A few weeks before the release of his new album Council Skies, with his High Flying Birds band, Noel Gallagher is buzzing. Gallagher is here to talk about his new album. “I always try to find the hope and joy … some of the songs come from a place of truth … it’s quite an honest record,” he says. But, his mind is on something else: his beloved soccer club, Manchester City.
“I sat and drank and bathed in the fucking tears of Arsenal supporters yesterday,” Gallagher quipped. “And I intend to do it all summer as well.”
Barbs at the English Premier League’s second-place club aside (Manchester City pipped them to the title), Gallagher will not have much free time in the months ahead. In addition to the album release, Gallagher is taking the High Flying Birds out on a North American co-headlining tour with Garbage, with European dates to follow through the end of the year.
Gallagher formed the High Flying Birds in 2011 and the band’s longevity is something that continues to amaze him. “When I put out that best-of [compilation], it was a bit like, ‘Wow, 10 years,’” he says. “A decade is a long time. It doesn’t seem that long at all now. I suppose when I started, I wouldn’t have envisaged 10, 12, 13 years of this. Now looking back on it, it has been a breeze.”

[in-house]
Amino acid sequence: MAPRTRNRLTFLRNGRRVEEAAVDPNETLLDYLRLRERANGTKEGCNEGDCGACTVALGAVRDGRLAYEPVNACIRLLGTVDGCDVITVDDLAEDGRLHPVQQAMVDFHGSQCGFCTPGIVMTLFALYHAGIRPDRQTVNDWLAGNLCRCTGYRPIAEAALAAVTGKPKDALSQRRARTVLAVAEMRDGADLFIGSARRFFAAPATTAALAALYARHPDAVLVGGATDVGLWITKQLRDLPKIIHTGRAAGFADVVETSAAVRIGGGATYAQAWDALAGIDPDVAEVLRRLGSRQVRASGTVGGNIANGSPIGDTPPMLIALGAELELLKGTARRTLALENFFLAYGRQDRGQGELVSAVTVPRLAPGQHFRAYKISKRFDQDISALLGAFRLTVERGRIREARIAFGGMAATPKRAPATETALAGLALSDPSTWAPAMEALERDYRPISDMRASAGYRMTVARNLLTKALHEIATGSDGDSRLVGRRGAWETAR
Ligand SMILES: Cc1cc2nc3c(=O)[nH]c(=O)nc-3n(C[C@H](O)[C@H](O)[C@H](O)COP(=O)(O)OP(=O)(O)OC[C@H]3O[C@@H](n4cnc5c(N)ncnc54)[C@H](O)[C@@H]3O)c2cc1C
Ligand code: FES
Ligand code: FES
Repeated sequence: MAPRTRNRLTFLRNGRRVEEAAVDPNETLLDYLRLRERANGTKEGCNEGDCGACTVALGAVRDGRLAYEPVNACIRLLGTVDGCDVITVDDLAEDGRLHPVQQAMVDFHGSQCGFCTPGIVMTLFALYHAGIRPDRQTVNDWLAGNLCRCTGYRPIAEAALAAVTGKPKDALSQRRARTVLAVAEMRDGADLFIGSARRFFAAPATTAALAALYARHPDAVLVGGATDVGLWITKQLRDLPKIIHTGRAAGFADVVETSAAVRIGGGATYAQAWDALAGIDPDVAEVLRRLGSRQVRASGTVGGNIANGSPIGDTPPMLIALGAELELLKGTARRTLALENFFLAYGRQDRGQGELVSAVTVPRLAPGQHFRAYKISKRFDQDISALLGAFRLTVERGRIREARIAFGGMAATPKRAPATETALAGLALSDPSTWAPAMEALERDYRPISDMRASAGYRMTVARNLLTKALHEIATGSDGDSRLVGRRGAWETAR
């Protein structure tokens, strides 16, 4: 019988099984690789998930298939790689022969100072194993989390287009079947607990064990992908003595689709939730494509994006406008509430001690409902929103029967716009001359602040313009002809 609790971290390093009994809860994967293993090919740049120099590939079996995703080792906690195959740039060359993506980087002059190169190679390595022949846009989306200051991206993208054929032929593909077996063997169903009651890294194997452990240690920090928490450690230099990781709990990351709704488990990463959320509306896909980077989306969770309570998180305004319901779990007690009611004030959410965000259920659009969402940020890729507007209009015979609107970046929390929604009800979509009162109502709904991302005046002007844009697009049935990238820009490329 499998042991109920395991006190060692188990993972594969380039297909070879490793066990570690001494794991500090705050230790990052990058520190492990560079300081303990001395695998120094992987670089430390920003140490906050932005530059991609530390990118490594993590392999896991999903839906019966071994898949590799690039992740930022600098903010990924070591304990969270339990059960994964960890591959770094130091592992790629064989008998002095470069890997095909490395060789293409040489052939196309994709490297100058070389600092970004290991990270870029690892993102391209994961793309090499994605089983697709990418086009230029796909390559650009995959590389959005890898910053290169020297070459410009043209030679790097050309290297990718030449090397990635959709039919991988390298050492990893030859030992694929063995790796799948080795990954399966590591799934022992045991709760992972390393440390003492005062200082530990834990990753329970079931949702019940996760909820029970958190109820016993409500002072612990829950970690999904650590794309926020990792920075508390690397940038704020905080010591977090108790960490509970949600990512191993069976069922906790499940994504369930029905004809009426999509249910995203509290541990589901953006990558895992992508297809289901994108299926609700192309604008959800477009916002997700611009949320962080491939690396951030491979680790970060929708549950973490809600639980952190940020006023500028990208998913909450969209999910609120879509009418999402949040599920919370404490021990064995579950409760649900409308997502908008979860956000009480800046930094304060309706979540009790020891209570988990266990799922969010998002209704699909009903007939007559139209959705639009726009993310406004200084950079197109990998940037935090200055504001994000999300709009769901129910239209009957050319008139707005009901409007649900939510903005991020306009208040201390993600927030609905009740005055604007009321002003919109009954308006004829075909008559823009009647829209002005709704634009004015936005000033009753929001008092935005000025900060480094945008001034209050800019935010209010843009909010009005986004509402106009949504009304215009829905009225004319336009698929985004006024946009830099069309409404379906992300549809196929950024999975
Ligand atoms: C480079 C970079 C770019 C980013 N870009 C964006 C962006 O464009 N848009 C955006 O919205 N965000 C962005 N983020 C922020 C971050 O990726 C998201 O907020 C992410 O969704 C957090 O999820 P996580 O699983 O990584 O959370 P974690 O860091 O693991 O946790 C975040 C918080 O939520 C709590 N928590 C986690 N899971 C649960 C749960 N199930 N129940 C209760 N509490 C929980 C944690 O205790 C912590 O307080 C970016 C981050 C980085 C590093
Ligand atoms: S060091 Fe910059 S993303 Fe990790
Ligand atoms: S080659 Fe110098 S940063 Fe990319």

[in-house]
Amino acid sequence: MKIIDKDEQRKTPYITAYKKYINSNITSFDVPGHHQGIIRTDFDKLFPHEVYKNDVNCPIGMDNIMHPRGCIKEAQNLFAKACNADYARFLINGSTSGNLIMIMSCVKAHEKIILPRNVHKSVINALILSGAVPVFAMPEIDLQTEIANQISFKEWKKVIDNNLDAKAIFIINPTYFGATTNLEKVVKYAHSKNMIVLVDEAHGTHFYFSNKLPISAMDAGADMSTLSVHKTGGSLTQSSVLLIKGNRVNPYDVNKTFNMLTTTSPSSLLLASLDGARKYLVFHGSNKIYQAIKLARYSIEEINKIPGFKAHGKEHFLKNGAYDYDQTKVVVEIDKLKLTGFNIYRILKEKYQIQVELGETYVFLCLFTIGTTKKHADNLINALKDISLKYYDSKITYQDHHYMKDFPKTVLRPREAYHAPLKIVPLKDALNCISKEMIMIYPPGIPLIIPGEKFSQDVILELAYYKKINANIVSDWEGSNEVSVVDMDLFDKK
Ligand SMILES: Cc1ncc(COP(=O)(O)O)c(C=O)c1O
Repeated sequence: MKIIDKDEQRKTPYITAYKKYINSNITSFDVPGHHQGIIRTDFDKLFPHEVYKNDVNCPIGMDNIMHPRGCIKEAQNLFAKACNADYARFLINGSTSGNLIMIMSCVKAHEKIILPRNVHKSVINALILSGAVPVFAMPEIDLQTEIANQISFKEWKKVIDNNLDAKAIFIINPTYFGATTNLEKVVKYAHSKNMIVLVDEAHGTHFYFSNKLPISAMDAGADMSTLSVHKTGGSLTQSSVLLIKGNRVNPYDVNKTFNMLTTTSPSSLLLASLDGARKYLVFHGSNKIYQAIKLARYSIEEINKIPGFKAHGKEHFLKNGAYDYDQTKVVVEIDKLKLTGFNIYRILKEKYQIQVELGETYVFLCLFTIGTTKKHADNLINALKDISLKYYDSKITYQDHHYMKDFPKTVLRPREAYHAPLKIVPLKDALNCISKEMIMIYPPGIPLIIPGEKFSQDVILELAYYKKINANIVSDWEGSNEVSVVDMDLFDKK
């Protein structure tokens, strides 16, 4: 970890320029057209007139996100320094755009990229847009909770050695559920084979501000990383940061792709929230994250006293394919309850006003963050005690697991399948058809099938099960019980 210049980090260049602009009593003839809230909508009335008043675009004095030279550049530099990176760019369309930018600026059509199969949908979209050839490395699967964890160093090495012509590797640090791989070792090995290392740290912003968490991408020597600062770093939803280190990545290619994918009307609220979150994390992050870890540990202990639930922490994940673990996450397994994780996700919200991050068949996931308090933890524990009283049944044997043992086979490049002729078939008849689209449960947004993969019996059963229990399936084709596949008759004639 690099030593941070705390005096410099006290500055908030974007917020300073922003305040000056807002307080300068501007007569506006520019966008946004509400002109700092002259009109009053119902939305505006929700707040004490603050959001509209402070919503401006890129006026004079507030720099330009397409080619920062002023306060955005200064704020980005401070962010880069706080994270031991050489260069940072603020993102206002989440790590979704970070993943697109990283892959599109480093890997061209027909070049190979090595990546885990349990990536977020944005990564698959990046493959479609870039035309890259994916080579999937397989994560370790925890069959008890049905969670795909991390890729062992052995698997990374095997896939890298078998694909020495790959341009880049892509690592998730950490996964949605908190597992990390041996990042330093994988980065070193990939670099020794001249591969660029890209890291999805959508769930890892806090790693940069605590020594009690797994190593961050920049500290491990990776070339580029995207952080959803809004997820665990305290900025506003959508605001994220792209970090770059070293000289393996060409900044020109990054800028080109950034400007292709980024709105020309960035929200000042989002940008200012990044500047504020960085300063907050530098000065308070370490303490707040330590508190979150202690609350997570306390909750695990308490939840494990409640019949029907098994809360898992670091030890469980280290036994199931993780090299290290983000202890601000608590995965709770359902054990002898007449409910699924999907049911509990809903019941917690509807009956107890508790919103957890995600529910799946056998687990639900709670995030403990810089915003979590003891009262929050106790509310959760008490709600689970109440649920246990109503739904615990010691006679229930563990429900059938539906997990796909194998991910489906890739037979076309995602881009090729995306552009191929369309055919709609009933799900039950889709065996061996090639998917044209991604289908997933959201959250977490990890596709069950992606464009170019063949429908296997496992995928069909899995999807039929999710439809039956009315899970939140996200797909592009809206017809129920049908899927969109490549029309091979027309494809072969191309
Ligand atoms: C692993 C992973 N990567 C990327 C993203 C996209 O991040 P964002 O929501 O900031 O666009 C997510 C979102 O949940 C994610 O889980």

Now 55, Gallagher prefers to look ahead. He isn’t nostalgic, though he does marvel that Oasis’ landmark debut album, Definitely Maybe, turns 30 next year. He has his doubts, however, if Oasis could succeed in 2023. “We were controversial at the time,” he says. “Imagine how controversial we’d be now? We’d be canceled after the first rehearsal.”
Ahead of the June 2 arrival of Council Skies, Gallagher spoke with us in a wide-ranging interview about the album, a new Oasis discovery, AI, and the heartfelt plea from the 1975’s Matty Healy for he and his brother to finally reunite.
SPIN: Did you hear what Matty Healy of the 1975 said about Oasis a few months ago?
Noel Gallagher: Oh, that fucking slack-jawed fuckwit. What did he say?
Among other things, he said, “Can you imagine being in potentially – right now, still – the coolest band in the world, and not doing it because you’re in a mard with your brother?”
He would never be able to imagine it. He needs to go over how shit his band is and split up.
Johnny Marr plays on “Pretty Boy,” which Robert Smith remixed. What did you take away from working with Marr and Smith?
Johnny, I’ve known for 30 years and I’m a fan. So what do I get? I get to hang out with him and watch him do his fucking thing. He’s elevating my music to a place where I could never do on the guitar.
What did I get from Robert Smith? Well, I got to tell him I admired his work and I love his songs. He did a remix for me and there’s this piece of music now that exists with me playing guitar on it, Johnny playing guitar on it, Robert Smith playing guitar on it. So, there’s a triad of the Cure, the Smiths, and Oasis on a single song. Who would have thought that?
Do you see yourself as an elder statesman of rock?
No, not really. I still see myself as an outsider, if I’m being honest. I don’t have a record deal and I run my own shit in England. I don’t know how I see myself actually.
You seem to be coming from a pretty optimistic place, though, with Council Skies.